That is, I’m suggesting that evolution has built we humans to strategically (if unconsciously) make a key attitude choice regarding each particular situation we face: do we project a cool tough self-reliant risk-tolerance, or a more emotionally-expressive risk-averse fragile vulnerability. In other words, do we choose to act vulnerable but sympathetic, or do we choose to act more “emotionally mature”? I’m not saying this is the only factor that influences risk-tolerance, but it may be one of the largest.

Yes, people often talk as if emotional maturity is the product of learning from experience, with perhaps some help from an admirable moral will. But if emotional maturity were always the better strategy, why would evolution have ever encoded in us any other tendency? Evolution could have made the very young take on emotionally mature attitudes if it had wanted. And in fact, it does sometimes want that, such as when kids “grow up too fast” due to getting little help in taking on adult-sized problems.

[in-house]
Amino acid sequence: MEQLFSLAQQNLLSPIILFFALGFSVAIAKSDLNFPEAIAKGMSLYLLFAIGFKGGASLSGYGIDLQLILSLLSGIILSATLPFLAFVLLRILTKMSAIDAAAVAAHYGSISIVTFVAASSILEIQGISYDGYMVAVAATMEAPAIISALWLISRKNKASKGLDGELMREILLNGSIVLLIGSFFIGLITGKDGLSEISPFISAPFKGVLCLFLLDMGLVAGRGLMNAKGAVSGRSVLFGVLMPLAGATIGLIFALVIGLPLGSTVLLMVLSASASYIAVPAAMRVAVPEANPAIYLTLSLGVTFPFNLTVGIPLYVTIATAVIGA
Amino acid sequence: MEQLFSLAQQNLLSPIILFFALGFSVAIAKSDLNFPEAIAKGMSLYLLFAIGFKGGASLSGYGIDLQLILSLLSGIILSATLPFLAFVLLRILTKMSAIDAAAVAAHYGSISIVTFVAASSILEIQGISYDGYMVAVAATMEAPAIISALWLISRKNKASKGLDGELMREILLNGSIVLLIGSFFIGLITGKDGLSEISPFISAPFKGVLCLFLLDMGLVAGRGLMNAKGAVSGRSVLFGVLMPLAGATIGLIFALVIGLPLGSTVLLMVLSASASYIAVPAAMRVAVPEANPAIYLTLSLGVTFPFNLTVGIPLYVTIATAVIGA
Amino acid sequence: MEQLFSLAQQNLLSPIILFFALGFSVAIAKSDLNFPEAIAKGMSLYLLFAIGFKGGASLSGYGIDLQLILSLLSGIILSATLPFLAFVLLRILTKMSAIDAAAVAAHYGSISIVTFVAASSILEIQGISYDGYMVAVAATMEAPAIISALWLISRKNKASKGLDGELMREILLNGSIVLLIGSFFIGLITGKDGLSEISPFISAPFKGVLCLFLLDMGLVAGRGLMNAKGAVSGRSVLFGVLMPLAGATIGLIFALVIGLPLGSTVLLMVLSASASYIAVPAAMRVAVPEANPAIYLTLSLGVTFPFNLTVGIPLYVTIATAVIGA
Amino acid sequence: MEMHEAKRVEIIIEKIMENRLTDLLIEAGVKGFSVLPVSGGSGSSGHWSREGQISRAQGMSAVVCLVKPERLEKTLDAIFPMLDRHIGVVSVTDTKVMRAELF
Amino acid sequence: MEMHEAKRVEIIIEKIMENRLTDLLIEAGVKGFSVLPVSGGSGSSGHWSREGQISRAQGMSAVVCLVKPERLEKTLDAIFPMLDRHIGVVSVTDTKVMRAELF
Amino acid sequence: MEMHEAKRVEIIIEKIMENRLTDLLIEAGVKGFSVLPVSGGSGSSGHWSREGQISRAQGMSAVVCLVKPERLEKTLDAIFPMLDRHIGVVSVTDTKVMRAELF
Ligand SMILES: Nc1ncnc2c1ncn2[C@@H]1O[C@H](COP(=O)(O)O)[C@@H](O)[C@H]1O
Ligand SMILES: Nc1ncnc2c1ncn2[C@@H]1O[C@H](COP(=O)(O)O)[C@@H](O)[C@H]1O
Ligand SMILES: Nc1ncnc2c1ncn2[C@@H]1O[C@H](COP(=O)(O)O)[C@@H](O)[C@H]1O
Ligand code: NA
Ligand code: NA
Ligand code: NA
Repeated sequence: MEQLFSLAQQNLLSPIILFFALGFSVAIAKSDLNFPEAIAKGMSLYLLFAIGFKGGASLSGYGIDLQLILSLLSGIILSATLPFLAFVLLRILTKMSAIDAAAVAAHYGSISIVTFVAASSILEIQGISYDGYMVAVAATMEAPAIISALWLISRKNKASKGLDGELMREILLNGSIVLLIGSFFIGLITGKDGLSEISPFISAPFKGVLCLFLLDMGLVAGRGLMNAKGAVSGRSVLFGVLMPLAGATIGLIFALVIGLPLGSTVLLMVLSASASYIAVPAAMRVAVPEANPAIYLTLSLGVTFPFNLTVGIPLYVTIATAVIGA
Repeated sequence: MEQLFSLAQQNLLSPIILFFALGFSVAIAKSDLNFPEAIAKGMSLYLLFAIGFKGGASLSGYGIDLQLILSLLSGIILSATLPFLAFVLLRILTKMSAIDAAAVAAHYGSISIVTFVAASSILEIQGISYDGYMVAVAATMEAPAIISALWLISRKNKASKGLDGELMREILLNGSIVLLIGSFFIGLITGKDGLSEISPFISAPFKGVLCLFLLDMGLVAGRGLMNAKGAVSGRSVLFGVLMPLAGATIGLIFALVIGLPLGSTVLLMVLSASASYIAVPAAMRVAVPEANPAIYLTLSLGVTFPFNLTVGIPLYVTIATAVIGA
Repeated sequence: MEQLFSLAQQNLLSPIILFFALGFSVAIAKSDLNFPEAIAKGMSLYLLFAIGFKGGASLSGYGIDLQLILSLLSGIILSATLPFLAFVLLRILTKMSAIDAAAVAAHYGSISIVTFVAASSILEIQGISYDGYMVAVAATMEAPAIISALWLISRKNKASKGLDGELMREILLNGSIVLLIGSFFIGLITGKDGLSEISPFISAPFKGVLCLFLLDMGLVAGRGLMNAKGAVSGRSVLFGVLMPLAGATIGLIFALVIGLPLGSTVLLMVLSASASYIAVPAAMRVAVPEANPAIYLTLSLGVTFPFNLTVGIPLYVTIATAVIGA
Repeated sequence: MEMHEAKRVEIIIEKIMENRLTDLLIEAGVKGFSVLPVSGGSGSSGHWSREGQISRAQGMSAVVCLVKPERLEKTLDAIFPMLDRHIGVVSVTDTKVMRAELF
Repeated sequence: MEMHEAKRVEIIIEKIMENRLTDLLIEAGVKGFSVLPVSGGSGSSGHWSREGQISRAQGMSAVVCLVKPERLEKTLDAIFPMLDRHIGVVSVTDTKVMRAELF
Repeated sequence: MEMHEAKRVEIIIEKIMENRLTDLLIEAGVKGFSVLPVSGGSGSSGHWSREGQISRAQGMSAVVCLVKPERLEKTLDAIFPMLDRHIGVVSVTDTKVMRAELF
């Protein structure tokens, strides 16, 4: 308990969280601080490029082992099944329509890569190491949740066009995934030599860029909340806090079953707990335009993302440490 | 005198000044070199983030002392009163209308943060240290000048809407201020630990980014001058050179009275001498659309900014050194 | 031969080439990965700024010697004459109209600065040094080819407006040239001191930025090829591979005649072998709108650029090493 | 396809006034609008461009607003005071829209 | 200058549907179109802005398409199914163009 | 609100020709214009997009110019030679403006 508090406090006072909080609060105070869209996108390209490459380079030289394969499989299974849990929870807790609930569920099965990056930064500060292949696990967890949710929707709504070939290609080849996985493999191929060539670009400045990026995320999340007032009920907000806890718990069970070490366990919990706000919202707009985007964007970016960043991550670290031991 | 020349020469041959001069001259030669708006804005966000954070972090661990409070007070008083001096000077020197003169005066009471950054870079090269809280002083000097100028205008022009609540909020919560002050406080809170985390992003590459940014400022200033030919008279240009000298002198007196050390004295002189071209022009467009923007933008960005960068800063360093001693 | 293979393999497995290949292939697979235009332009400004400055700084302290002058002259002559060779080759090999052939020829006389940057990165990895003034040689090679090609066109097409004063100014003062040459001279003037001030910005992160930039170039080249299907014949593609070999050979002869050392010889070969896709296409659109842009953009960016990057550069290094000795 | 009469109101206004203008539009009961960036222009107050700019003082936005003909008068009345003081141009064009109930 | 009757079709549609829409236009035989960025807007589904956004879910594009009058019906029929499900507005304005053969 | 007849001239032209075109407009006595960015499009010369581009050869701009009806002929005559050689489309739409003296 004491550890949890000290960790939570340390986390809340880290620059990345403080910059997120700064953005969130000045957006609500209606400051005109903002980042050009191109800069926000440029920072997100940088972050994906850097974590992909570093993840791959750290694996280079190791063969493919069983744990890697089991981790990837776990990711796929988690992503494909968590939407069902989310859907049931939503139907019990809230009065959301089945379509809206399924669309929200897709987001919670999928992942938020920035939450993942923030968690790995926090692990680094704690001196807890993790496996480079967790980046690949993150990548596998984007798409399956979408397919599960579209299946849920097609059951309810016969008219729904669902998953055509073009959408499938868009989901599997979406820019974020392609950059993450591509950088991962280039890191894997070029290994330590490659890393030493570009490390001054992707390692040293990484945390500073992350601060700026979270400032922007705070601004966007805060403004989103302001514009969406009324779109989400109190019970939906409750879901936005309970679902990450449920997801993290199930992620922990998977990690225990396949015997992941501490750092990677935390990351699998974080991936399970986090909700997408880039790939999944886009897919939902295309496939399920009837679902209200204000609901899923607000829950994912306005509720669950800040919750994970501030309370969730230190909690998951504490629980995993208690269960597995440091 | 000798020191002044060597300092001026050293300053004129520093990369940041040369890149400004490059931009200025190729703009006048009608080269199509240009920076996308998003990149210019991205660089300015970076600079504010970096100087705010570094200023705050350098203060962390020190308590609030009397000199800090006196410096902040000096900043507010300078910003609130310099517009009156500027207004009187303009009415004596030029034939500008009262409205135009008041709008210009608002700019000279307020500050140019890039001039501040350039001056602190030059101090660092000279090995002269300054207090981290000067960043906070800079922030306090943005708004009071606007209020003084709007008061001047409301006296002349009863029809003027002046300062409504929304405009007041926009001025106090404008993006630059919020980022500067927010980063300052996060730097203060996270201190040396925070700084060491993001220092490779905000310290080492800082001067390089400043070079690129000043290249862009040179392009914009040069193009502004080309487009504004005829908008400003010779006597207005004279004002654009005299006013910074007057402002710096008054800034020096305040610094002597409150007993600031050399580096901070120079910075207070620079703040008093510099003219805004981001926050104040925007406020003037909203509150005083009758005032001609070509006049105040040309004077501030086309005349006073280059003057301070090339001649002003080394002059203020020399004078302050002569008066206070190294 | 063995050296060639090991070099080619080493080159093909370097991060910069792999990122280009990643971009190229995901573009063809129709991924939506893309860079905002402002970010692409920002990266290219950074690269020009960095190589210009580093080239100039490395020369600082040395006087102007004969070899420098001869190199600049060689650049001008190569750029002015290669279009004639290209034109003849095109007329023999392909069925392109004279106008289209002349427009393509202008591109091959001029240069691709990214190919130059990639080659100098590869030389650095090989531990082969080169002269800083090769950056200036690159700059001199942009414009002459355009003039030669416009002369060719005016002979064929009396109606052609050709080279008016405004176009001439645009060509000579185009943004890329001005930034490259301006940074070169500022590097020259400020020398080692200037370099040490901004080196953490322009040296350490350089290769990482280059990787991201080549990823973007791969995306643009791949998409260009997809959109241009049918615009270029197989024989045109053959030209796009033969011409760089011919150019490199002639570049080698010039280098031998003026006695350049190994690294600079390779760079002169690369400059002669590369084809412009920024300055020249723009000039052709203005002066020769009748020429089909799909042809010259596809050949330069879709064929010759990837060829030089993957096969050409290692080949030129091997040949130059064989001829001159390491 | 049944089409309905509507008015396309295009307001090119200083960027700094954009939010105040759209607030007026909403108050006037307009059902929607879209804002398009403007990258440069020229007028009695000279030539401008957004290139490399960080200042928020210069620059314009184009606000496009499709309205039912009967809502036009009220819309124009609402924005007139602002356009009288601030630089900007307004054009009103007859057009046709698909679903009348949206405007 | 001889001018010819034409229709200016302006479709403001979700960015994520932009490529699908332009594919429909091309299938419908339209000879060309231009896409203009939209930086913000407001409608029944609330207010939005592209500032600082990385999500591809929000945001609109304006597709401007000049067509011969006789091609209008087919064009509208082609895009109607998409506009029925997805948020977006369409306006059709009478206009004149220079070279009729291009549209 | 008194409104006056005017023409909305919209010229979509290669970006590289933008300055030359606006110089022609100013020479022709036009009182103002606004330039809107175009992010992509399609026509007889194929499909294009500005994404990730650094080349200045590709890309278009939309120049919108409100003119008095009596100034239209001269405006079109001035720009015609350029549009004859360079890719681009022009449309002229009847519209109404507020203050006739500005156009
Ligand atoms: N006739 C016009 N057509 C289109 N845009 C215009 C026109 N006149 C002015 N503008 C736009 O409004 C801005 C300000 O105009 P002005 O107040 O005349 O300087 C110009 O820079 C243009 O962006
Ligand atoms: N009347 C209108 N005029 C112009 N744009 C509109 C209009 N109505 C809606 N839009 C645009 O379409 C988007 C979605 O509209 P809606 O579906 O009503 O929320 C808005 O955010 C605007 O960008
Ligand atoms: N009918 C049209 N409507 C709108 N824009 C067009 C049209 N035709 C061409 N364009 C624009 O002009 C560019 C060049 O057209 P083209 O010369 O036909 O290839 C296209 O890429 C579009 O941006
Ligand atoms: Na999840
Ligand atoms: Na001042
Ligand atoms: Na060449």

The key maturity choice here is of whether to “own” each problem that we face. It makes sense to own a problem, and act more risk-tolerant toward it (and more risk-averse re preventing it), when we seek to impress others with our confidence in handling the problem, when we bid for parent/leader roles, and when we want to avoid the embarrassment of others seeing that no one comes when we ask for help. However, when getting help with our problem seems more important, and likely enough, or when showing submission to and dependence on others seems important, it can make more sense to try to get others to own our problem by acting more risk-averse and hurt by the problem. We can suggest that others are to blame for causing our problem, and even if not they are responsible to help fix it.